By tinkering with the properties of the Pen we can significantly alter the appearance of selection rectangles. Here, for instance, it is shown as a red dotted line

So, with this combination of simple techniques and a bit of deceptive sleight of hand, I have been able to fool the user into thinking that my screen grabber can capture a rectangular section of the active desktop. There are a few more things I need to add to complete this program. In particular, I need to capture the cursor and save the screen grabs to disk. For information on capturing the cursor, see the section below: ‘Grabbing The Mouse Pointer’. Saving the grabs to disk is one of the features I shall be adding next month.


Capturing the mouse pointer is a case of ‘anything Icon do’…

By default, when we make a copy of the screen in the Form1.Grab() method, the mouse pointer is not included. In some circumstances - say if you are grabbing screens to be used in a software tutorial - it is very useful to be able to show the mouse pointer. In order to do this, I have had to do some extra coding which you will find in the DrawCursor() method. This takes three arguments, the captured bitmap and the X and Y coordinates of the mouse pointer.

Here we have grabbed a non-standard cursor (the hand) and grabbed it again when we grabbed a picture of the original grab!

The DrawCursor() method obtains information on the current mouse pointer or ‘cursor’ using the GetCursorInfo() function which is supplied by the Windows API but (Note: in some versions of the Delphi help system this is not documented at all; at any rate, it is not documented in Pascal code). This function returns a cursorinfo structure which is defined (in the Windows SDK) as follows:

typedef struct {
    DWORD cbSize;
    DWORD flags;
    HCURSOR hCursor;
    POINT ptScreenPos;

I verify that the cursor is visible by testing if the flags field equals the predefined constant, CURSOR_SHOWING. If so, I obtain the handle to the cursor, hCursor, and initialise an Icon structure from this, using the GetIconInfo() function. The GetIconInfo() function retrieves the handle to either an icon or a cursor in its first argument and an IconInfo structure containing X and Y coordinates and other fields as its second argument. I am now ready to draw the current image for a cursor into a device context using the DrawIcon() or DrawIconEx() functions. For our purposes, the simpler DrawIcon() function suffices.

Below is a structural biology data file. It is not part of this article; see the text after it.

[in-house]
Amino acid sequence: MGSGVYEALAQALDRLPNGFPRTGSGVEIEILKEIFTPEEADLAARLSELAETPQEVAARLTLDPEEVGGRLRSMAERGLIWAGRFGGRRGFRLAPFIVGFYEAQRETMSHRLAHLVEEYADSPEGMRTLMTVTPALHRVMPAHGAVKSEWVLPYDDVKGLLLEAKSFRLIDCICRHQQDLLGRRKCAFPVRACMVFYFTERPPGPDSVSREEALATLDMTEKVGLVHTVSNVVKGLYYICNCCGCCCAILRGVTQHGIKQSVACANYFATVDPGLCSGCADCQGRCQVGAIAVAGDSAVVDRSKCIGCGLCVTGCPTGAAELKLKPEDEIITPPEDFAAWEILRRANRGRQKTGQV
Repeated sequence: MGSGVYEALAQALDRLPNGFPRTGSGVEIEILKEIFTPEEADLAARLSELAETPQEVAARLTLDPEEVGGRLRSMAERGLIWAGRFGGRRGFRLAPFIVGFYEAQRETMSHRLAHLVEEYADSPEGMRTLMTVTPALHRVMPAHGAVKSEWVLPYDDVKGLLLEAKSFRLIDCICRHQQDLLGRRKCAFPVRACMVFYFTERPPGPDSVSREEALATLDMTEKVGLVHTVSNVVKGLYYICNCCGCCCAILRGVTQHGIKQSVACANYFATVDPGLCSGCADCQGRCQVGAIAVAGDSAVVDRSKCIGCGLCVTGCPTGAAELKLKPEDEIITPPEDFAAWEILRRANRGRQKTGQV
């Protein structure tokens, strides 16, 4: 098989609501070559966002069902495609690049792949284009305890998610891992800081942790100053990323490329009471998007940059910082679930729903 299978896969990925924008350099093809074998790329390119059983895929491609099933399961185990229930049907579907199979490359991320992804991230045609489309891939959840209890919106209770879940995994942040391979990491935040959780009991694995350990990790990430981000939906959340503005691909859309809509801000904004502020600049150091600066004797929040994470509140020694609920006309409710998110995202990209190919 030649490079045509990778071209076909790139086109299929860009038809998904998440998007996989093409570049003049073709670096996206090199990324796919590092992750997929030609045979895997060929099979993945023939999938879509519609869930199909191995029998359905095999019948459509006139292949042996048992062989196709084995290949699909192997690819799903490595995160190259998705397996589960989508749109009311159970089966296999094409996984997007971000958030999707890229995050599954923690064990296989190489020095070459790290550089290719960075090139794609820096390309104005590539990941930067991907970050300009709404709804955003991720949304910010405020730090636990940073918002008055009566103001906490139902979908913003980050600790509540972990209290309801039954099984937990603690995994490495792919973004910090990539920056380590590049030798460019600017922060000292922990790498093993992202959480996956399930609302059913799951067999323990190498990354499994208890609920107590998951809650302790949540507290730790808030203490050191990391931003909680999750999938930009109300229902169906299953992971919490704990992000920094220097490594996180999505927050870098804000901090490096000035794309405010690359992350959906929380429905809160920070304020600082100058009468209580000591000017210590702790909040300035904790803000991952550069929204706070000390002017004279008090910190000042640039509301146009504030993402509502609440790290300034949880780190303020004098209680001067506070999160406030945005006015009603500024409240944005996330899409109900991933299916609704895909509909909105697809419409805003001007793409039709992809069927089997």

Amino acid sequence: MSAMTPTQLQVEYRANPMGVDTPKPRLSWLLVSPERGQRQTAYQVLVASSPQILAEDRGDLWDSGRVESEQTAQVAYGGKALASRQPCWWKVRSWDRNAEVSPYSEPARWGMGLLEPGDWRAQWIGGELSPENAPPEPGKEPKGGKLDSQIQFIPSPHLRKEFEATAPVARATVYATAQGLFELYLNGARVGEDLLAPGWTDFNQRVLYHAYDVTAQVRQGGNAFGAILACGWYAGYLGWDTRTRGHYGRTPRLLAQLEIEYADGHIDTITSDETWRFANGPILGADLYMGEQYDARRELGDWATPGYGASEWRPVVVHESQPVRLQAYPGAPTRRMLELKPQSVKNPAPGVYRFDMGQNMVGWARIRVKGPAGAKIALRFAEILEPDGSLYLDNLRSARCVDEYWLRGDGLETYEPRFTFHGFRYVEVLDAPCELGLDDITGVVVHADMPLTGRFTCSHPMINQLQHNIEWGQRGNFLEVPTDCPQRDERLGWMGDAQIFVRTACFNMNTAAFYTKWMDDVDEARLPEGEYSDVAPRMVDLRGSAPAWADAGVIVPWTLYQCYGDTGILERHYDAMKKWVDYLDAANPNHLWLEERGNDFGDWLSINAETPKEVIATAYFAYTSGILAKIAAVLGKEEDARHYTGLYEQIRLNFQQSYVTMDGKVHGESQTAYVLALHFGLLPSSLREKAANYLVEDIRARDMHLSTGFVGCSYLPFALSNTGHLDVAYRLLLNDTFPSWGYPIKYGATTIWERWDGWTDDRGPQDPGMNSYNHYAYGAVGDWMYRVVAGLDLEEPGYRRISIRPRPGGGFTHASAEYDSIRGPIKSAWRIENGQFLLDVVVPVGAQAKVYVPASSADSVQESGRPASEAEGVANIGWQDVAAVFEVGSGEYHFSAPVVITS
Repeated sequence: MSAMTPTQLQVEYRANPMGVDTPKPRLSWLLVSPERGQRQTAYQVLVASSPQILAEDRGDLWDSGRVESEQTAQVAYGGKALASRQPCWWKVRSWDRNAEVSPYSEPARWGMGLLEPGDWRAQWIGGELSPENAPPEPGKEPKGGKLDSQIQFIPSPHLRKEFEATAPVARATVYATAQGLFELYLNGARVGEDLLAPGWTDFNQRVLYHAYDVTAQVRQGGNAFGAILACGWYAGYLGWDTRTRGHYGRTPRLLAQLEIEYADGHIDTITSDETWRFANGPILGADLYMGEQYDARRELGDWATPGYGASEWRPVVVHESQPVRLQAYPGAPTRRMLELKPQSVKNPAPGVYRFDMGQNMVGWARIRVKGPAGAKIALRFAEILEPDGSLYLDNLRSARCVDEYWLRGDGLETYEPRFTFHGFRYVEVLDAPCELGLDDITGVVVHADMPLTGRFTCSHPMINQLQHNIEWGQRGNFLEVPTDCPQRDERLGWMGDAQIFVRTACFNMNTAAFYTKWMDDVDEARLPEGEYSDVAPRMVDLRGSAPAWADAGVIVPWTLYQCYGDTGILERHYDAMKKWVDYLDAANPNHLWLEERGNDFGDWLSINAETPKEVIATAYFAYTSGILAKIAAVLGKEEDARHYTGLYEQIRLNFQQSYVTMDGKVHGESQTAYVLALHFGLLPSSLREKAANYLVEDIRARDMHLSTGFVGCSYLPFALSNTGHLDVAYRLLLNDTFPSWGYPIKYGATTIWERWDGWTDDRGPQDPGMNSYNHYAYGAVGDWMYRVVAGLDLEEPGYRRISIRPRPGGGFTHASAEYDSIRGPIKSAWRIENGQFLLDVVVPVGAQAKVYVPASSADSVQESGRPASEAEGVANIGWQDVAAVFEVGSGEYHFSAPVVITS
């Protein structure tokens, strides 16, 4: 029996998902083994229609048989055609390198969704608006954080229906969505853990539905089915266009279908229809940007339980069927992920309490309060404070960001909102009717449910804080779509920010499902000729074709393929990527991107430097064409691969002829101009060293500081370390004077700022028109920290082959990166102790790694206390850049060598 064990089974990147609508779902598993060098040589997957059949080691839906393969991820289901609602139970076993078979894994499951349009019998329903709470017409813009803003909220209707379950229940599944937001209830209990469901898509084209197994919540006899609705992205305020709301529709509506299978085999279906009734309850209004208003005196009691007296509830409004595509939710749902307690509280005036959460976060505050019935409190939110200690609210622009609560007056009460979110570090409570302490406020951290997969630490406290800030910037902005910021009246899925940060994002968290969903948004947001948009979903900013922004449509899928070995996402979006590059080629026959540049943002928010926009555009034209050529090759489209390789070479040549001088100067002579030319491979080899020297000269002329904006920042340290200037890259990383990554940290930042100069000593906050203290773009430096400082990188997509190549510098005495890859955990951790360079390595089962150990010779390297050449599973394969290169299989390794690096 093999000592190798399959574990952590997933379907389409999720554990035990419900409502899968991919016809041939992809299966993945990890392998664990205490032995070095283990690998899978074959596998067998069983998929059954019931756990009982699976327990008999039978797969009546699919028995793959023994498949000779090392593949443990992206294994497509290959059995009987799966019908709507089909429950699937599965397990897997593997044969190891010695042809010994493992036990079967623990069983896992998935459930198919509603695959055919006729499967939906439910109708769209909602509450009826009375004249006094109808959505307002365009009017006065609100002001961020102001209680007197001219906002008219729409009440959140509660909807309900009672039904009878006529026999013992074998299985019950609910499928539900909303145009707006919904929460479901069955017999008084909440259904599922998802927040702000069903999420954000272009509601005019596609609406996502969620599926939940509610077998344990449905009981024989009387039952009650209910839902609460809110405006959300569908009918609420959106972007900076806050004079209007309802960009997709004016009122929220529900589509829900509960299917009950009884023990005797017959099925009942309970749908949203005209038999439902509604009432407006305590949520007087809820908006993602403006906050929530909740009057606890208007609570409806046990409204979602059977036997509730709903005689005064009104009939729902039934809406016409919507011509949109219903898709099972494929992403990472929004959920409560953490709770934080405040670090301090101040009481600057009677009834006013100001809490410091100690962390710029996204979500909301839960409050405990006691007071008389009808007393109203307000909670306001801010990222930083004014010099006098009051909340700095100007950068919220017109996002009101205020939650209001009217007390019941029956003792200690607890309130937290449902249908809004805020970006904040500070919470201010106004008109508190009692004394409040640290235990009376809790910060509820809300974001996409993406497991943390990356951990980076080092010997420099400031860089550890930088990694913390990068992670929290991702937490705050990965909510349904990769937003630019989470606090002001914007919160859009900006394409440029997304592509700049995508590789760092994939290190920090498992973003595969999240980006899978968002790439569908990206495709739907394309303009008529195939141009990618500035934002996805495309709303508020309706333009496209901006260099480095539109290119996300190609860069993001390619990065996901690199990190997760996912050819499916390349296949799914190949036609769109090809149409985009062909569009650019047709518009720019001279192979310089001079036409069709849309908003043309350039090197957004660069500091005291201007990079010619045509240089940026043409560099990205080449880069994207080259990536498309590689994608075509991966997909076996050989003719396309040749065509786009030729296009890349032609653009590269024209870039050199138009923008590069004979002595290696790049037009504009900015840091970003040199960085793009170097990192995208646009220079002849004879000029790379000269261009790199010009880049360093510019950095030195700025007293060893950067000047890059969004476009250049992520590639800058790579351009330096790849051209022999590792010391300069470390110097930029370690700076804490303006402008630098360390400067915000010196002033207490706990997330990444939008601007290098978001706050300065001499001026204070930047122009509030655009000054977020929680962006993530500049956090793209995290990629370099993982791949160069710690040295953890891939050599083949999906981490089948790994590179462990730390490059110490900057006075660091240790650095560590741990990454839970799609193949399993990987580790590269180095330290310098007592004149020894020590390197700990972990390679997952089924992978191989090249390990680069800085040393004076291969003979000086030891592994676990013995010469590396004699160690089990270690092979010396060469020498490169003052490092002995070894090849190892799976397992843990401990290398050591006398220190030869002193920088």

The DrawIcon() function takes four arguments: the handle to the device context into which the icon will be drawn, the X and Y coordinates of the icon’s top-left corner and the handle to the icon. You can examine my code to see how I have calculated the coordinates and drawn the cursor specified by Icon.Handle in the appropriate position on the captured bitmap.


To avoid the curse of screen flicker you need to run up against the buffers

In the FormCreate() method you will see that I have set the form’s DoubleBuffered property to True. To appreciate the effect of this, comment out this line, run the program and press CTRL+A to grab an area of the screen. You will see a noticeable flicker at the outset. This is because you are now grabbing the entire screen at the start of this process. The flicker is caused as the image is displayed and the form is repainted. Double buffering describes a method of avoiding this flicker by ‘painting’ the bitmap into a non-visible block of memory and then doing a fast copy of this into the visible image. In the past, double-buffering had to be implemented by the programmer. However, it is now simpler to let Delphi take care of the messy details by setting the form’s DoubleBuffered property. When this is done, Delphi implements the double buffering when it handles the Windows Paint message. It paints into a bitmap in memory and then does a ‘bit block transfer’ with the BitBlt() function to copy and display the bitmap on screen so rapidly that no flicker can be seen. 

Next month I shall be finishing off our screen grab utility next month by adding a file saving capability plus a few extra goodies.


June 2005